After the presentation of the report on Saturday in Groningen a Buma/Stemra representative called the report ‘scary’ [‘greizelig’ in Dutch]. One can only hope that his fear will transform itself into the insight that the industry will need to change if it wants to ensure it’s survival. But if the past is any indication the most likely reaction to this fear will be a counter study that comes to the conclusion that downloading is extremely bad for the economy and that we need much stricter IP-enformcement. In the meanwhile one third of the Dutch citizens will continue to download and go to concerts and buy CDs and buy DVD and go to the movies and fail at becoming Guitar Heros…

Yay! a new bookstore....

01 Sep 2008 | 173 words | books amsterdam business

I had a bit of a bad feeling when opening a package from amazon.co.uk on the day when i saw a sign in the window of my corner bookstore that announced that they would close within a month. The place has been empty for a while but since this summer there has been some activity inside which today has culminated in the opening of a new book store: INKT & OLIE

Lets hope that i and others will value this place more than amazon. so far it looks like they are doing everything they can to make this happen: long opening hours (till 20:00h), good quality tea (no tea bags but real loose leaf tea) and they will take orders for books by email. Good-bye amazon and congratulations to the owners: with the too-complicated-to-remember first names Nadezjda and Anouk (thanks, daan!) …

Update (2018): Of course that place did not last, closed some time before we moved out of our appartment in the summer of 2018 and was replaced by a coffee bar.

From the comments (i am not a audio equipment salesperson)

25 Jul 2008 | 232 words | africa lebanon beirut business

Apparently there is a number of confused people reading this blog and checking my flicker account (or it some clever new form of comment spam that i am failing to understand). in any case these people seem to be (a) interested in audio equipment and (b) confusing me with the persons pictured in photos i have taken:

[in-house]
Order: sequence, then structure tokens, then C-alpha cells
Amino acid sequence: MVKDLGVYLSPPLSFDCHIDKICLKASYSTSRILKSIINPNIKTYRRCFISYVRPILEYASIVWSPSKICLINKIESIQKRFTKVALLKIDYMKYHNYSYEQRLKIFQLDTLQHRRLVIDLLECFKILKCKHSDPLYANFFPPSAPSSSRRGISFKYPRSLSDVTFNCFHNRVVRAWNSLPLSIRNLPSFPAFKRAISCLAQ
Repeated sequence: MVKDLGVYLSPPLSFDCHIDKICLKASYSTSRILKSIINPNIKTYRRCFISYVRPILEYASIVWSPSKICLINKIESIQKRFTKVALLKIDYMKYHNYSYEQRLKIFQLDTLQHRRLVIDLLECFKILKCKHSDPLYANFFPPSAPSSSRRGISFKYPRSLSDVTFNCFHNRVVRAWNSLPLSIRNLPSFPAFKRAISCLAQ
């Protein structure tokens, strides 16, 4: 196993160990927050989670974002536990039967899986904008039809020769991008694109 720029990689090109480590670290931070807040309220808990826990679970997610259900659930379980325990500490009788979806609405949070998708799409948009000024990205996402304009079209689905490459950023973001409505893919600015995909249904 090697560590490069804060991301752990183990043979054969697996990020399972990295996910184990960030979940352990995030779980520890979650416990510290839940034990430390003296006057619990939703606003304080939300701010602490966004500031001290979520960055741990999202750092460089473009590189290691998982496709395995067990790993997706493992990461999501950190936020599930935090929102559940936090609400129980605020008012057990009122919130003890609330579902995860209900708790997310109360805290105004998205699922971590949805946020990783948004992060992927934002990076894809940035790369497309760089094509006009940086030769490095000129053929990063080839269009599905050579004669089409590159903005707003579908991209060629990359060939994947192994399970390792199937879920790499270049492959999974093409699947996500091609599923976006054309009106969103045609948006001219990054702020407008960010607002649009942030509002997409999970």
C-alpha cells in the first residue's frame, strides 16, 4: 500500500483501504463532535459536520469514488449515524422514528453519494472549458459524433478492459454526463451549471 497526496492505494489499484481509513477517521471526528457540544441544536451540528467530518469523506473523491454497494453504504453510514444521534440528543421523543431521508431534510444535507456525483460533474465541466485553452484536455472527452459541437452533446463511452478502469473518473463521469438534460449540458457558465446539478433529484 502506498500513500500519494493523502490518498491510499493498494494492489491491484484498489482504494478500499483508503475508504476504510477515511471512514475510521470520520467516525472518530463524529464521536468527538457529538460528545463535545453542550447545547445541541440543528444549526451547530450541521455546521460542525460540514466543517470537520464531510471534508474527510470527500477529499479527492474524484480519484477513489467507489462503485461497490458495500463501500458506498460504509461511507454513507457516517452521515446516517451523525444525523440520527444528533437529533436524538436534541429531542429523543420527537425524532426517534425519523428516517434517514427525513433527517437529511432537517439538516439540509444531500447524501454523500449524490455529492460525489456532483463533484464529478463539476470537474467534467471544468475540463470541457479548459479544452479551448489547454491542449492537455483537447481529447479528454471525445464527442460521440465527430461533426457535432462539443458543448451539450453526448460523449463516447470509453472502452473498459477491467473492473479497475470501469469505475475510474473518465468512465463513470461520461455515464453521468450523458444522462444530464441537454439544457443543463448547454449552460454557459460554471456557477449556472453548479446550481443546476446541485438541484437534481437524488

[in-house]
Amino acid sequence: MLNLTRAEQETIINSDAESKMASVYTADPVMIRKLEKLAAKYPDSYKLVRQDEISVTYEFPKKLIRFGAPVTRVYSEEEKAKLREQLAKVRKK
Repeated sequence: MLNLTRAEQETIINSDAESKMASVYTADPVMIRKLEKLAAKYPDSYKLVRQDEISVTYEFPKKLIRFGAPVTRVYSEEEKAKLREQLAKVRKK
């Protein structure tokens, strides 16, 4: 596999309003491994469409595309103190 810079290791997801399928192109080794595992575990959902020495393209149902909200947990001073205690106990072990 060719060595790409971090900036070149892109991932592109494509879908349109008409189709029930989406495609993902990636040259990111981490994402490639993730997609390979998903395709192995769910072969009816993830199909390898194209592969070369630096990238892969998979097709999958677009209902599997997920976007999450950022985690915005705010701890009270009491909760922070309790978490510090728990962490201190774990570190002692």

Two weeks ago a certain Williams Robert from ‘Ghana West African’ left the following comment on a post containing this picture:


Please let us know if you have any of these models of Bus campaign, we will like to have, our some parties need us to supply the campaign Bus soonest, please confirm as we hope to hear from you soonest.

Thanks and remain bless

and about a week ago samia_begum1997 left the following comment on this photo from the shatila refugee camp on my flickr stream:

i have been since i was 10 years old trying to get hold of hitachi TRK8190E ghetto blaster and i havn’t had much joy i have seen in your photo file that you have two of those ghetto’s sitting on a chair “doing nothing” please would you let me know if you would sell one urgently please leave contact deatails thanks…………………

I really love the part about ‘sitting on a chair “doing nothing”‘ although i certainly fail to discern even a single TRK8190E in this guys inventory…

meanwhile... is the personal weblog of Paul Keller. I am currently policy director at Open Future and President of the COMMUNIA Association for the Public Domain. This weblog is largely inactive but contains an archive of posts (mixing both work and personal) going back to 2005.

I also maintain a collection of cards from African mediums (which is the reason for the domain name), a collection of photos on flickr and a website collecting my professional writings and appearances.

Other things that i have made online: